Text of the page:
Treatment of knee injuries
A doctor or physiotherapist may suggest several different treatments, depending on what you’ve done to your knee and how bad the damage is.
Medicines for knee injuries
Your doctor may prescribe stronger painkillers containing codeine if your pain is very bad.
Physiotherapy for knee injuries
If your injury is more severe, or it doesn’t seem to be improving over time, you may refer to a physiotherapist. A physiotherapist is a healthcare professional who specialises in movement and mobility.
Surgery for knee injuries
For some knee injuries, your doctor or physiotherapist may refer you to an orthopaedic surgeon. The surgeon may recommend that you have surgery to repair the damage to your knee – especially if other treatments haven’t worked.
Your surgeon is more likely to suggest surgery if you have one of the following injuries.
- You’ve torn your anterior cruciate ligament (ACL), especially if you do a lot of sport or have also torn a meniscus. ACL reconstruction involves taking a piece of tendon (usually from your patella tendon or hamstring) to replace the damaged ligament.
- Your knee is still painful or locks after an injury to your meniscus. Your surgeon may repair or partially remove your damaged meniscus.
- You’ve injured your medial collateral ligament (MCL) and it hasn’t healed after three months of non-surgical treatment. Your surgeon may repair or reconstruct your MCL.
You may be able to have a type of keyhole surgery called knee arthroscopy to get to the damaged area of your knee.
Diagnosis of knee injuries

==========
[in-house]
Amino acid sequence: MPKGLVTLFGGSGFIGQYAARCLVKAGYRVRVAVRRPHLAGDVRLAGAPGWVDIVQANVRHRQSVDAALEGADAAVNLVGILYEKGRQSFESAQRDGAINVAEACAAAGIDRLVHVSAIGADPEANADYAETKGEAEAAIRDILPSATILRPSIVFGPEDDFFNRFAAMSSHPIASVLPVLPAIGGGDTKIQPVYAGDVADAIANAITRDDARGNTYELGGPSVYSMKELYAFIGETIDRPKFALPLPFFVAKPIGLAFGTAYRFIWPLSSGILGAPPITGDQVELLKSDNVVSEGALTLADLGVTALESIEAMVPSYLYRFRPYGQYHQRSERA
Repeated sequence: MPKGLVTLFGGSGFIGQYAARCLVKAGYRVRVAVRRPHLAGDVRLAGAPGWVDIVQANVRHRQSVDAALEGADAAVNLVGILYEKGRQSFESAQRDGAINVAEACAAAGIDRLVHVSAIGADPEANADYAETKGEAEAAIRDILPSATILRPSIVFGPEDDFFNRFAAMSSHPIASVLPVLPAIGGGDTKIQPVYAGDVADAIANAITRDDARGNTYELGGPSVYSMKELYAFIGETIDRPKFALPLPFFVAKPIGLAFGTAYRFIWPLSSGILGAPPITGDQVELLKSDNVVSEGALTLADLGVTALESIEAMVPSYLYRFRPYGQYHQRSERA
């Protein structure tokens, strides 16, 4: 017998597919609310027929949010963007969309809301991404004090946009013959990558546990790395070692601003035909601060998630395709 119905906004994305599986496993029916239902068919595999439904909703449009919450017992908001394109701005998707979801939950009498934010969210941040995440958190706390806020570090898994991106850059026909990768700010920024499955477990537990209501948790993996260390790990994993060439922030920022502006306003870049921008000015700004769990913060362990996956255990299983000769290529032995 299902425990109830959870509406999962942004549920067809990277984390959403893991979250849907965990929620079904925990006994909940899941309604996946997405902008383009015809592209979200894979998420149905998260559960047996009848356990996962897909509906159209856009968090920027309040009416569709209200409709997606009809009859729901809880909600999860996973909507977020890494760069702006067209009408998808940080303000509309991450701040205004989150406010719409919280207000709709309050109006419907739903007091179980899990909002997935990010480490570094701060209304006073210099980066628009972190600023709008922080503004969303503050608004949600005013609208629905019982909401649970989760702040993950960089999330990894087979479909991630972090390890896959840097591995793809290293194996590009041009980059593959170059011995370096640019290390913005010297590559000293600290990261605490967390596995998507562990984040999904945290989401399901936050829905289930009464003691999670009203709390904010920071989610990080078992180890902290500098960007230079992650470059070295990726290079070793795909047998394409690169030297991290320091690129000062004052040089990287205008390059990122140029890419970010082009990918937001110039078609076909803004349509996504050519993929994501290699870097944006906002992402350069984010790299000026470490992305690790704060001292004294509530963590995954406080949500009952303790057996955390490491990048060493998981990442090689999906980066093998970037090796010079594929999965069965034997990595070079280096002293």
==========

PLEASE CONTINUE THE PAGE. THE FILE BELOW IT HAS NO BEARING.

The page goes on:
Your doctor will ask about your symptoms and check your knees. They may feel for fluid in your knee joint by pressing gently around your kneecap. They’ll also ask you to describe how you hurt yourself, where your pain is and what type of pain it is.
Your doctor may ask you to walk, sit or lie down. This is so they can test for any injury to your knee ligaments or soft tissues. They’ll bend and straighten your knee and move your leg into different positions.
Your doctor may recommend some other tests.
- An X-ray or CT scan – this can check for a broken bone (fracture) or arthritis.
- An MRI scan – this is useful if your doctor is not sure about the diagnosis. It may help to show up damage to the cartilage or soft tissues of your knee after an injury.
- Knee aspiration – your doctor may remove a sample of fluid from your knee to look for blood.
- Knee arthroscopy – your surgeon may look inside your knee using a telescope attached to a tiny camera. This can help to show if there’s damage to a meniscus, cartilage or ligament. Your doctor may treat your damaged knee at the same time as doing the arthroscopy.
Types of knee injury
Knee ligament injuries
You have two sets of ligaments in your knee. The collateral ligaments run down either side of your knee, while the cruciate ligaments lie inside your knee. If different ligaments get damaged, this can lead to different types of knee ligament injuries.
- Collateral ligament injuries
- Cruciate ligament injuries
Other soft tissue injuries
You can damage other soft tissues around your knee, such as your cartilage and tendons. Soft tissue means any tissue in your body that isn’t bone.
- Cartilage injuries
- Tendon injuries
Symptoms of knee injuries
Most people with a torn knee ligament have similar symptoms. These include:
- instability – you may feel like your knee is giving way
Frequently asked question
How quickly do knee ligament injuries heal?
Your healing and recovery time depends on which part of your knee you’ve injured and how badly it’s affected.
If you have slightly sprained your medial collateral ligament (MCL), you may be able to go back to sport again in two to three weeks. But if your MCL sprain is a bad one, this can take up to 12 weeks.
Returning to sports and other physical activities too quickly may mean you’re more likely to hurt yourself again. So always follow your doctor or physiotherapist’s advice and exercise recommendations.